It's cold outside: No. 5 Syracuse goes 1 of 13 on 3-pointers in loss to Pitt

SYRACUSE, N.Y. -- Cross No. 5 Syracuse off the list of unbeatens.

Ashton Gibbs scored 24 points and Jermaine Dixon added 21 to lead Pittsburgh to an 82-72 victory Saturday over the Orange. The loss was Syracuse's fourth straight at home to the Panthers (12-2, 2-0 Big East) and dropped the number of major unbeaten teams to four, with other unbeatens scheduled to play later Saturday.

Syracuse (13-1, 1-1) sailed through the nonconference portion of its schedule, easily, beating North Carolina and California at Madison Square Garden and Florida in Tampa.

The Orange survived their Big East opener at Seton Hall on Tuesday, but that seven-point win was the closest of the season for a team that had become accustomed to winning games by more than 24 points.

It signaled the start of the bruising part of the schedule and the Panthers thrive in that atmosphere.

"We're a team that's gotten much better defensively. That's our calling card," said Pitt coach Jamie Dixon, who moved past Bob Timmons into second place in career wins at Pitt with 175. "They're as good as anybody in the country. Maybe we just caught them on the right day."

The Panthers are the Big East's top defensive team at 55.9 points per game despite a revamped roster with only one returning starter. They held the league's top-scoring team 15 points below its average. Meanwhile, Pitt's highest point total was 74 coming into the game.

"I think the game was decided with just the physical play," Syracuse coach Jim Boeheim said. "We didn't get to loose balls. Pittsburgh is just a tremendous defensive team and we weren't physical when we needed to be."

Syracuse shot 42.4 percent from the field on 28 of 66 shooting and was 1 of 13 on 3-pointers. The Orange, who came into the game hitting 54.7 percent from the field, had only 12 assists -- nearly 10 below their season average, while Pittsburgh had 19 assists on 23 baskets.

Syracuse got into foul trouble in the second half as the Panthers repeatedly crashed the Orange's 2/3 zone defense. And Pitt capitalized, converting 24 of 32 free throws in the period.

"This is the first time that a team really came at us," said Wes Johnson, who led Syracuse with 19 points. "We knew they were going to be physical. We just have to keep our composure. We just have to play through it. We didn't do a good job of that today."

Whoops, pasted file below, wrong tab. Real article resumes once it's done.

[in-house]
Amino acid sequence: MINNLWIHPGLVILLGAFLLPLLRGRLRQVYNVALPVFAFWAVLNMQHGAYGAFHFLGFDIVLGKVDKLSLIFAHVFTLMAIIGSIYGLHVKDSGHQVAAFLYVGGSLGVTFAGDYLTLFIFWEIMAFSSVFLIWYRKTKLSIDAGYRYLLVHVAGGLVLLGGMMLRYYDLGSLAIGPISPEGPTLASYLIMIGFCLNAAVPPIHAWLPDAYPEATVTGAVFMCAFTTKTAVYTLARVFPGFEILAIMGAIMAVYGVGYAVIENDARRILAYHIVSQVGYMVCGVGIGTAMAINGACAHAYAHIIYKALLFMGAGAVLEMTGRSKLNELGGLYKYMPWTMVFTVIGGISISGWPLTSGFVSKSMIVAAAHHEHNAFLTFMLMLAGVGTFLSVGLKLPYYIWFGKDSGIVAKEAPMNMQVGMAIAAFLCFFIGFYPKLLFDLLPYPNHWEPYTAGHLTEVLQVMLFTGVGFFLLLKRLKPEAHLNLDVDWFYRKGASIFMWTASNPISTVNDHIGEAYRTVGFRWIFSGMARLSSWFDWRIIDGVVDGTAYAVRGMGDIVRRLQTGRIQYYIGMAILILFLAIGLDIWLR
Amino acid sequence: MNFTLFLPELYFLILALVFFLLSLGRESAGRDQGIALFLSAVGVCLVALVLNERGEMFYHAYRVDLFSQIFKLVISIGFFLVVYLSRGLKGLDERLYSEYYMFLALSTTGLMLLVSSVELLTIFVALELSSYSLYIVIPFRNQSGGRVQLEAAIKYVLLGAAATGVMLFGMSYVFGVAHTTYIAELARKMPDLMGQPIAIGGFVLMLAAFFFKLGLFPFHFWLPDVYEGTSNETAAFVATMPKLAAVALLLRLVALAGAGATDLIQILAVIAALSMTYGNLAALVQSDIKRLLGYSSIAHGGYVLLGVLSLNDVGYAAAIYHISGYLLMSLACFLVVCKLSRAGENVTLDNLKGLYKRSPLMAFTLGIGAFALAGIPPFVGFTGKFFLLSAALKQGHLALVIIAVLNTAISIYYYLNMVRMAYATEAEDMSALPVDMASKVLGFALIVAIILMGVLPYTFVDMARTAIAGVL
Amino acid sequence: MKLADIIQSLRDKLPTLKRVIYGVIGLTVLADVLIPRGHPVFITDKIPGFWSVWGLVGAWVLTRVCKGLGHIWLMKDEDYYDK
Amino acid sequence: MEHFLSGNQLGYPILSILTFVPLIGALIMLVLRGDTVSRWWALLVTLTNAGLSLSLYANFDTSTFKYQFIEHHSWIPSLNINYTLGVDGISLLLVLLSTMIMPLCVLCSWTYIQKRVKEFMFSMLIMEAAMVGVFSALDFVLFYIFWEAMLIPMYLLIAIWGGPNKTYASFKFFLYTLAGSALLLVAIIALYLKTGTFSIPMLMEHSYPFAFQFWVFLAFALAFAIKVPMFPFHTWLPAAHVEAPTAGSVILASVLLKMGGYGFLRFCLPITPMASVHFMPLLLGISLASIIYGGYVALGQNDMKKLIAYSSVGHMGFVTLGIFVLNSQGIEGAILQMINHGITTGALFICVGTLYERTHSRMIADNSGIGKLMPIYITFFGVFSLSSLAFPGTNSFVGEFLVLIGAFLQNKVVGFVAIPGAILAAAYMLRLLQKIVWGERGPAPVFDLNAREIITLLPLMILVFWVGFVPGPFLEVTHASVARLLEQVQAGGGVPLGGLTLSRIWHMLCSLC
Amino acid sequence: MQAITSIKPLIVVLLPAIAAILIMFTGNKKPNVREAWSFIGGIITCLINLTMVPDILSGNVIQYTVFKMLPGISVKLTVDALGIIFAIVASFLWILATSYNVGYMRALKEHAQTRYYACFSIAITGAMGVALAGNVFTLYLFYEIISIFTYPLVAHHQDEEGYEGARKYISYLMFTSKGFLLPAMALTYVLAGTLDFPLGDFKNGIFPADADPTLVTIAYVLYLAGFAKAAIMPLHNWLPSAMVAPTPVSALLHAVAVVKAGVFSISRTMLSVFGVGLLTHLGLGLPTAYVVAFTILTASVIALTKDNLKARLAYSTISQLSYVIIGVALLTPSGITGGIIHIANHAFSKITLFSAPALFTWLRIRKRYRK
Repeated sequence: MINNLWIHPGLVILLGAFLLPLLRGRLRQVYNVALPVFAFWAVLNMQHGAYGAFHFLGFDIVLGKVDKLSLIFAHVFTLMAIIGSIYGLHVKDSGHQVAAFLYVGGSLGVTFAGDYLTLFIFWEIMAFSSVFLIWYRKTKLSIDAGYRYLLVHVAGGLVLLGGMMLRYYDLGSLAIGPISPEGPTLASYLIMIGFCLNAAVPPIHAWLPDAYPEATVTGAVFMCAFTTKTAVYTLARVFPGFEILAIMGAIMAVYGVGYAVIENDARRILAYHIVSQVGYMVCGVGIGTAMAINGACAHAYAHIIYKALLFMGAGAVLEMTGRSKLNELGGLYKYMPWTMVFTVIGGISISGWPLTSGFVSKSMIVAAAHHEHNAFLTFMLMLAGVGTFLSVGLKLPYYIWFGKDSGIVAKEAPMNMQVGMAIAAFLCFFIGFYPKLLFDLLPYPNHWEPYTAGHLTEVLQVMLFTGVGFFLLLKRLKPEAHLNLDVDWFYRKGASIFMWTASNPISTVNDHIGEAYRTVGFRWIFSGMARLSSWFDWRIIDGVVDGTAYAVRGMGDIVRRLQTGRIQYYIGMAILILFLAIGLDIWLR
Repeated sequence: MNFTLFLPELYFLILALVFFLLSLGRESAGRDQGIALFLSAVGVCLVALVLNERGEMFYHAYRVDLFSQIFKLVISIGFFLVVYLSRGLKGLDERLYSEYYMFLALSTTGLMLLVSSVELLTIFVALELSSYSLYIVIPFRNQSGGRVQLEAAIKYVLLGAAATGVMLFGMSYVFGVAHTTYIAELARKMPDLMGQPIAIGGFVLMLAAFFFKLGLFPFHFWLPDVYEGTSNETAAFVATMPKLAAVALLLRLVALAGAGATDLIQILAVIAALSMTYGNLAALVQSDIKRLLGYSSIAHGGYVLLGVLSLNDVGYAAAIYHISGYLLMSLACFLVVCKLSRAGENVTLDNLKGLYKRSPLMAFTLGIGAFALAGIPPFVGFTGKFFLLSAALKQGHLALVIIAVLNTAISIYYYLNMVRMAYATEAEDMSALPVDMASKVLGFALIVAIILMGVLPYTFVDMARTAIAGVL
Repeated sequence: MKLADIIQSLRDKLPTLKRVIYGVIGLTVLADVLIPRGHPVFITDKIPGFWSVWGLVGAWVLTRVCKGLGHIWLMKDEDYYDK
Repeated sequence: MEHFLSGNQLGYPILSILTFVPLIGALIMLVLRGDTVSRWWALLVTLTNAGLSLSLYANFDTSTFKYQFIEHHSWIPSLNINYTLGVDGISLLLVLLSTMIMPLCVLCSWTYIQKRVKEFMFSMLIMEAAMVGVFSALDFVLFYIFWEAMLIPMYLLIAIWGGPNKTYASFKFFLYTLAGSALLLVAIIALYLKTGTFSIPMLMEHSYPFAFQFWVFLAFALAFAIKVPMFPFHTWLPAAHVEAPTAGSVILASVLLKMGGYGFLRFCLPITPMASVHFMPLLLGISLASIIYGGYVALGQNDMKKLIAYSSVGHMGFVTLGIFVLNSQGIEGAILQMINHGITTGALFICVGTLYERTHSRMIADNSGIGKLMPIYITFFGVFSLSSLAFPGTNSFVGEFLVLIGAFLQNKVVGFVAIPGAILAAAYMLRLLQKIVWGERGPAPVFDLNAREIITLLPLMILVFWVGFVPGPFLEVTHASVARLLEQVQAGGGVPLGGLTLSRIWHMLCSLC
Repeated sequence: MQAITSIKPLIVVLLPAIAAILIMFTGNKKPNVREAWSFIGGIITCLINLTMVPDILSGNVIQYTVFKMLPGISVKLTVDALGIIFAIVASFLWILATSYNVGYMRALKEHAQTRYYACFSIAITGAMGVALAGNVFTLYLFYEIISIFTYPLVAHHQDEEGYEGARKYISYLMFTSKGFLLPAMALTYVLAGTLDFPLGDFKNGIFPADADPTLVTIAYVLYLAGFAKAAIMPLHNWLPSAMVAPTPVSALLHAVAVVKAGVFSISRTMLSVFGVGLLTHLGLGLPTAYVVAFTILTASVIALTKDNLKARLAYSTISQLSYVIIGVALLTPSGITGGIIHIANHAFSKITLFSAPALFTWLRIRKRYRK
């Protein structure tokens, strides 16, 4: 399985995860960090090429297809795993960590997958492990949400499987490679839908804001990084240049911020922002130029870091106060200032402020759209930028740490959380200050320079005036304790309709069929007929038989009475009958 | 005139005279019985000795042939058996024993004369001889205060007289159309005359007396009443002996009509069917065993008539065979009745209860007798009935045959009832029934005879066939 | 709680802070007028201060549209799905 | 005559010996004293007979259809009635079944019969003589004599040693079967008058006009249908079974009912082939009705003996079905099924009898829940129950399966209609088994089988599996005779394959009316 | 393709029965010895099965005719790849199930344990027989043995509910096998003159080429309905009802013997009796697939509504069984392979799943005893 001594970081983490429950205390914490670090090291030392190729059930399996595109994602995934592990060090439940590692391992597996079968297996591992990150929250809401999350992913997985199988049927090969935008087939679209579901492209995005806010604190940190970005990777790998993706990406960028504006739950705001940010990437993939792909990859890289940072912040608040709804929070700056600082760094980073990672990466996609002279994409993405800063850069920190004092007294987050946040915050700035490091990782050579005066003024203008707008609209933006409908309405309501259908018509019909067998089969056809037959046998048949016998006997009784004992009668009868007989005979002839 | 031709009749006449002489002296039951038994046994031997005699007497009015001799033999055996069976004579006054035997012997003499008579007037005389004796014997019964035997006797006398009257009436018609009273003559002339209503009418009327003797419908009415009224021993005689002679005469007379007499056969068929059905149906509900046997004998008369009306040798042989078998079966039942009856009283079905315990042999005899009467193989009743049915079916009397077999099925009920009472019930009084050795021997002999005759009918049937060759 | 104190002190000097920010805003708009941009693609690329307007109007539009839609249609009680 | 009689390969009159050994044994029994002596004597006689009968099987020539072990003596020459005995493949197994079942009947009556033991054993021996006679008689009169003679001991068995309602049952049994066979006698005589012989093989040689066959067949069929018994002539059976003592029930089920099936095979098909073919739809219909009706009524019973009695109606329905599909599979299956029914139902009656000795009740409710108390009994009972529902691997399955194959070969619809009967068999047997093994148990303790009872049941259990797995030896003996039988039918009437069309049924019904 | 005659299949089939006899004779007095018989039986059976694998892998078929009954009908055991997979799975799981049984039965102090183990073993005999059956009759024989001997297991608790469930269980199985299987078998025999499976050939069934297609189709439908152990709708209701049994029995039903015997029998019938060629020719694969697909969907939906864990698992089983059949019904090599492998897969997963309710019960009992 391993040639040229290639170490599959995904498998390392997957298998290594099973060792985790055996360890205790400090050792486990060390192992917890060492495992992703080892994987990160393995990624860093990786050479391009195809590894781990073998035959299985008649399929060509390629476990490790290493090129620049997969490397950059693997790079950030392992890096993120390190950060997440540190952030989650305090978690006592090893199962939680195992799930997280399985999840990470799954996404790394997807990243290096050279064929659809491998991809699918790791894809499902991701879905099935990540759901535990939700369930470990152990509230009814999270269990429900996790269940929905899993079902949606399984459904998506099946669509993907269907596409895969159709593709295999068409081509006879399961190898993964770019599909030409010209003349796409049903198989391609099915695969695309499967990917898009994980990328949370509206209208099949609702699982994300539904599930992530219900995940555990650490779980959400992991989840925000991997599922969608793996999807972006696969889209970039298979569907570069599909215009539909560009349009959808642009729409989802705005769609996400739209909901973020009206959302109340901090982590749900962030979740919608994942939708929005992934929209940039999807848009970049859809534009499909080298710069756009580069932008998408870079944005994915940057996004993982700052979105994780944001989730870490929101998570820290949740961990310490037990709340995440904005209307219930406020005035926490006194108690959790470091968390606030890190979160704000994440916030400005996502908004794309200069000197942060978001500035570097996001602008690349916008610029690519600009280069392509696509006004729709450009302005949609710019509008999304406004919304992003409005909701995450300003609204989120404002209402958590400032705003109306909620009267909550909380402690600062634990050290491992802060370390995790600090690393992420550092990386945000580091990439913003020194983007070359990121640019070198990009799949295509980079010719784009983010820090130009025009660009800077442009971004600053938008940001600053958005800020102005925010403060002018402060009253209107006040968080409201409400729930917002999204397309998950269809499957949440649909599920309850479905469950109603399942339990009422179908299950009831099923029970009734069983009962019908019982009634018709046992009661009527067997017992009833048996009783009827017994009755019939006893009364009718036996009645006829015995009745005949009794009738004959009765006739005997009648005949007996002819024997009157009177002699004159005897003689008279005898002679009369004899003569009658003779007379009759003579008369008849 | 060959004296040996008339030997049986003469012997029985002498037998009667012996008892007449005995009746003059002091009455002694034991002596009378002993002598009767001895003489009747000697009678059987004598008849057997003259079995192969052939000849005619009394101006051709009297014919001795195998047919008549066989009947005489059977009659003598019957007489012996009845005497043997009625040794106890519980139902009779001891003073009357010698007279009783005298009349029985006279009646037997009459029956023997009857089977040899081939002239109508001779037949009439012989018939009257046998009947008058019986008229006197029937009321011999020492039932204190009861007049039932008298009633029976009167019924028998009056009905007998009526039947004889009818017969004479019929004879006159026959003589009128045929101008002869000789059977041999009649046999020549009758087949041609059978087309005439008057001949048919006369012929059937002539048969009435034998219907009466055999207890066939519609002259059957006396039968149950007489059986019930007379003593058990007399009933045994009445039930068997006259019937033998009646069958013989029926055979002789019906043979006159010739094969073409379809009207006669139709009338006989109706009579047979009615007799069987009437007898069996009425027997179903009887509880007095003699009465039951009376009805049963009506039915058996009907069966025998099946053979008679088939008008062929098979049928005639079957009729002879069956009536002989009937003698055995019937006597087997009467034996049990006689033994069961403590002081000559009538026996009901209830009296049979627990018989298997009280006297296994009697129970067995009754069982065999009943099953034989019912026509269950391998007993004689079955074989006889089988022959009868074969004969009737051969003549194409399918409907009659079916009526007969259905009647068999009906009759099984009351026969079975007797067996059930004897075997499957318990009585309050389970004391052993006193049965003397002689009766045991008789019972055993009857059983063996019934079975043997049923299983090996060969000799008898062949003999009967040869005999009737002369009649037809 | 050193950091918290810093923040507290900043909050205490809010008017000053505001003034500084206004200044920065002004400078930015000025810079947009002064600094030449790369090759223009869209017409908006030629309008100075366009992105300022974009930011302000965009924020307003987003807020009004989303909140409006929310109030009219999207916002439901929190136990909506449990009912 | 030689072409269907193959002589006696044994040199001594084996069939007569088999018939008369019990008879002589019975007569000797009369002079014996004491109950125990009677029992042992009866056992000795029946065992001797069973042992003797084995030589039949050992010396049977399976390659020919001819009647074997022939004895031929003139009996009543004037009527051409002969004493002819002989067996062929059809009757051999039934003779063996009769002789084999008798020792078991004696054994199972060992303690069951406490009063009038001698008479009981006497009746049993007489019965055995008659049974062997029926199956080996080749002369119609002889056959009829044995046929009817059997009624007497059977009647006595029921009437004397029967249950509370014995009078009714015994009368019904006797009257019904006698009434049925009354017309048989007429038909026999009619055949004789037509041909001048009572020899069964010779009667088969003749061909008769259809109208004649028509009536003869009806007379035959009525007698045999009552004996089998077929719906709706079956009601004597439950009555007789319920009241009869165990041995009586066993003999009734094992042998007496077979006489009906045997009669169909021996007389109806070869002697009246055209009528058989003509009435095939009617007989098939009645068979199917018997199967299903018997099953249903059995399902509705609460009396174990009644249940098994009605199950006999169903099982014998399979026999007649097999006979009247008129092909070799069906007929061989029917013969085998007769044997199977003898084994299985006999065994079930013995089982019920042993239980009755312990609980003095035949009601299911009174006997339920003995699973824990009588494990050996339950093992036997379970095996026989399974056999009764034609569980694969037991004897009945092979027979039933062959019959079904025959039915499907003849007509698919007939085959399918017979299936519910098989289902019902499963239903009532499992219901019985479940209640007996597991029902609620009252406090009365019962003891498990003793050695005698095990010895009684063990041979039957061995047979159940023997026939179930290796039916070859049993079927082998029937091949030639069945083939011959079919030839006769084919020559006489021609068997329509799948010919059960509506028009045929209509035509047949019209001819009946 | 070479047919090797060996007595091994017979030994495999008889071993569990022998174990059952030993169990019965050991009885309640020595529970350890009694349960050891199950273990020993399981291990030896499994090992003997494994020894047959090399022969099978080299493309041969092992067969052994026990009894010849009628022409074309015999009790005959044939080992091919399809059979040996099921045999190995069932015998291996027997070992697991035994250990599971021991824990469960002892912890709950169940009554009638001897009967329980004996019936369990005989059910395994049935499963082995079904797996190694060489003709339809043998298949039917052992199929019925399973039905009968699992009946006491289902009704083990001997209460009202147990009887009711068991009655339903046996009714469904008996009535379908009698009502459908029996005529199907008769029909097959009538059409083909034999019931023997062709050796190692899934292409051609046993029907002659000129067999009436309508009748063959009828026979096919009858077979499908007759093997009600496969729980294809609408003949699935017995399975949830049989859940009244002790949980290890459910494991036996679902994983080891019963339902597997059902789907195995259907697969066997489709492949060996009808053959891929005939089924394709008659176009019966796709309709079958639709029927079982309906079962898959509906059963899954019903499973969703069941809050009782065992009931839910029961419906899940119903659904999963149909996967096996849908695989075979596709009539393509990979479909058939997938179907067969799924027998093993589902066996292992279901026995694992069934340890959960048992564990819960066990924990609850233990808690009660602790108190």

The Orange's loss left just four unbeaten teams in the Top 25. No. 1 Kansas, No. 2 Texas and No. 3 Kentucky all played later Saturday, while No. 4 Purdue beat formerly unbeaten West Virginia on Friday.

Syracuse was called for 19 personal fouls in the final 20 minutes, with Johnson getting his fourth foul 7:53 remaining. Then 13 seconds later, Rick Jackson got his fourth, taking some of the spunk from two key players.

"In the Big East, you can't let the refs decide the game," said center Arinze Onuaku, who had nine points and only three rebounds before fouling out with 2:50 left. "They just beat us to loose balls and long rebounds. That changed the game."

Pittsburgh erased a three-point halftime deficit with a 16-4 run to start the second half. While the Orange missed three straight shots and committed three fouls, Brad Wanamaker scored six points and Jermaine Dixon hit a pair of 3s, the second giving the Panthers a 43-34 lead with 15:23 left.

"We did a good job of sharing the ball and finding open teammates in the right spots," said Gibbs, who tied a career high with six 3s. "I was just taking what they gave me."

Syracuse used a press to get back into it. Johnson converted two misses by Scoop Jardine to key an 8-1 surge that moved the Orange back within 46-44 at 11:18.

The Panthers used the long-range accuracy of Gibbs to stay close in the first half. Gibbs hit three 3-pointers in a span of just over 4 minutes to help lead Pitt back from a 20-10 deficit.

Gibbs and Jermaine Dixon combined for 23 points in the opening half as Pitt left the floor at the break trailing 30-27.

"We played as a team," Gibbs said. "We played tough defense and we rebounded the ball towards the end of the game. That's what we needed. Coaches stressed that in pregame."